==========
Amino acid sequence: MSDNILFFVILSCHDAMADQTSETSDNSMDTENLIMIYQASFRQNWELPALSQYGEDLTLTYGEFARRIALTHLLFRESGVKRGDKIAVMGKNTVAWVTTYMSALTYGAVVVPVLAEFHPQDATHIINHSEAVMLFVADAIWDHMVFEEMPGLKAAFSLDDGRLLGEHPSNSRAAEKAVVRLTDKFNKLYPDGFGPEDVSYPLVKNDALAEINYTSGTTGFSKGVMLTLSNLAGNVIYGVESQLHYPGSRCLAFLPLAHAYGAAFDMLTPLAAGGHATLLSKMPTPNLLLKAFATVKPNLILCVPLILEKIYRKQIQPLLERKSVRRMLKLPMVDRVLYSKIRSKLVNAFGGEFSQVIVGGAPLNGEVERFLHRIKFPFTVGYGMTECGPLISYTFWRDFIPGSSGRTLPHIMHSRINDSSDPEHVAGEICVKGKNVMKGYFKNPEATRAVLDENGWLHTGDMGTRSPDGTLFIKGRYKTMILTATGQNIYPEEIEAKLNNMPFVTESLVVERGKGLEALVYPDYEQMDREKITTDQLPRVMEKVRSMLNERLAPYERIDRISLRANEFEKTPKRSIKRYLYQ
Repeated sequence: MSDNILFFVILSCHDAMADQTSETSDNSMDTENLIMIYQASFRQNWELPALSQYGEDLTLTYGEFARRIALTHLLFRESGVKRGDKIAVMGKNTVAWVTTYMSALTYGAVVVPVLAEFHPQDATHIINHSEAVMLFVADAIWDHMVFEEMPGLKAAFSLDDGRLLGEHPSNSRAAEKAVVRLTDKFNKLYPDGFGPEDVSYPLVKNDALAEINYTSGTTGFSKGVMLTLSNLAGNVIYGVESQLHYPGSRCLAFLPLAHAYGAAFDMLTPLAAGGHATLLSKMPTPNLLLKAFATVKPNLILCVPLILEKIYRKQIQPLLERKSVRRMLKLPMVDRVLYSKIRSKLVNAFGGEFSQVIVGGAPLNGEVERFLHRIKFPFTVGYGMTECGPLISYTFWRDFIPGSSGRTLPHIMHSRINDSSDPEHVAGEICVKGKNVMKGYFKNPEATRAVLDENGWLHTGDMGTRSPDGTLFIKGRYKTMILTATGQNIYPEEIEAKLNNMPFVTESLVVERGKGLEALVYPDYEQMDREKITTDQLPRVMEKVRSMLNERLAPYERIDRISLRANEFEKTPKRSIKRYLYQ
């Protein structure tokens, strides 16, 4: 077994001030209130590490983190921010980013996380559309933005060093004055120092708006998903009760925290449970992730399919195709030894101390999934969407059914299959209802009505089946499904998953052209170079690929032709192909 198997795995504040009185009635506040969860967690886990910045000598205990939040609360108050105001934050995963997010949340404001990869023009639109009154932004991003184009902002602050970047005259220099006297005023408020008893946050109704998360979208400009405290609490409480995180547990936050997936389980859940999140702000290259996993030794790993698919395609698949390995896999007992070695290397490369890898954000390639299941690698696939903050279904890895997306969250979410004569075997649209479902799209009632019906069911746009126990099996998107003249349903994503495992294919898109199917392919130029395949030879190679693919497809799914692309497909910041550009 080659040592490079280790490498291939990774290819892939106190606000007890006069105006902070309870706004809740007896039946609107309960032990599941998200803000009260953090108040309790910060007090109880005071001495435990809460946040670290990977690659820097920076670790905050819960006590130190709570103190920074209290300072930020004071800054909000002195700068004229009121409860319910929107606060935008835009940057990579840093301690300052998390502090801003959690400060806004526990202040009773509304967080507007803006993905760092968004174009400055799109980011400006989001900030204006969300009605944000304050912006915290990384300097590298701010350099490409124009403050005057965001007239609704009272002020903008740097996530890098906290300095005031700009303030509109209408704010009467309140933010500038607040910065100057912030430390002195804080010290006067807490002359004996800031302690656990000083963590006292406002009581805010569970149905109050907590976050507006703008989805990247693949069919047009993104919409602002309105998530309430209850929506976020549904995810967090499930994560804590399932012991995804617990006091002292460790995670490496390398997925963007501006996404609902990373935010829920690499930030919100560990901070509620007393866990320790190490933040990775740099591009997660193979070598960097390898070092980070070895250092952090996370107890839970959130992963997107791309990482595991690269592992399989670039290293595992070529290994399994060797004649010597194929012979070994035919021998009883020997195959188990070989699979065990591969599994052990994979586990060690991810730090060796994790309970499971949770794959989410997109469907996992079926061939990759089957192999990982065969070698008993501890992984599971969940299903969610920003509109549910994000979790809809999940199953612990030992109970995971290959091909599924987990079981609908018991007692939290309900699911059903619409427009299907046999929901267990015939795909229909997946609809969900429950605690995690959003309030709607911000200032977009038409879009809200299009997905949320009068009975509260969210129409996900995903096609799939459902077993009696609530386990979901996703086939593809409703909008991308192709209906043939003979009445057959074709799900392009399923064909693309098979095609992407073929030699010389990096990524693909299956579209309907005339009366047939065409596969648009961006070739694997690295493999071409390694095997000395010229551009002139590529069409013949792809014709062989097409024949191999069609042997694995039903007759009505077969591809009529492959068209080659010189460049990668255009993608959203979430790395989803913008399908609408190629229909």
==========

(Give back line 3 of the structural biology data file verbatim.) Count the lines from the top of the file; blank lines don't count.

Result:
């Protein structure tokens, strides 16, 4: 077994001030209130590490983190921010980013996380559309933005060093004055120092708006998903009760925290449970992730399919195709030894101390999934969407059914299959209802009505089946499904998953052209170079690929032709192909 198997795995504040009185009635506040969860967690886990910045000598205990939040609360108050105001934050995963997010949340404001990869023009639109009154932004991003184009902002602050970047005259220099006297005023408020008893946050109704998360979208400009405290609490409480995180547990936050997936389980859940999140702000290259996993030794790993698919395609698949390995896999007992070695290397490369890898954000390639299941690698696939903050279904890895997306969250979410004569075997649209479902799209009632019906069911746009126990099996998107003249349903994503495992294919898109199917392919130029395949030879190679693919497809799914692309497909910041550009 080659040592490079280790490498291939990774290819892939106190606000007890006069105006902070309870706004809740007896039946609107309960032990599941998200803000009260953090108040309790910060007090109880005071001495435990809460946040670290990977690659820097920076670790905050819960006590130190709570103190920074209290300072930020004071800054909000002195700068004229009121409860319910929107606060935008835009940057990579840093301690300052998390502090801003959690400060806004526990202040009773509304967080507007803006993905760092968004174009400055799109980011400006989001900030204006969300009605944000304050912006915290990384300097590298701010350099490409124009403050005057965001007239609704009272002020903008740097996530890098906290300095005031700009303030509109209408704010009467309140933010500038607040910065100057912030430390002195804080010290006067807490002359004996800031302690656990000083963590006292406002009581805010569970149905109050907590976050507006703008989805990247693949069919047009993104919409602002309105998530309430209850929506976020549904995810967090499930994560804590399932012991995804617990006091002292460790995670490496390398997925963007501006996404609902990373935010829920690499930030919100560990901070509620007393866990320790190490933040990775740099591009997660193979070598960097390898070092980070070895250092952090996370107890839970959130992963997107791309990482595991690269592992399989670039290293595992070529290994399994060797004649010597194929012979070994035919021998009883020997195959188990070989699979065990591969599994052990994979586990060690991810730090060796994790309970499971949770794959989410997109469907996992079926061939990759089957192999990982065969070698008993501890992984599971969940299903969610920003509109549910994000979790809809999940199953612990030992109970995971290959091909599924987990079981609908018991007692939290309900699911059903619409427009299907046999929901267990015939795909229909997946609809969900429950605690995690959003309030709607911000200032977009038409879009809200299009997905949320009068009975509260969210129409996900995903096609799939459902077993009696609530386990979901996703086939593809409703909008991308192709209906043939003979009445057959074709799900392009399923064909693309098979095609992407073929030699010389990096990524693909299956579209309907005339009366047939065409596969648009961006070739694997690295493999071409390694095997000395010229551009002139590529069409013949792809014709062989097409024949191999069609042997694995039903007759009505077969591809009529492959068209080659010189460049990668255009993608959203979430790395989803913008399908609408190629229909």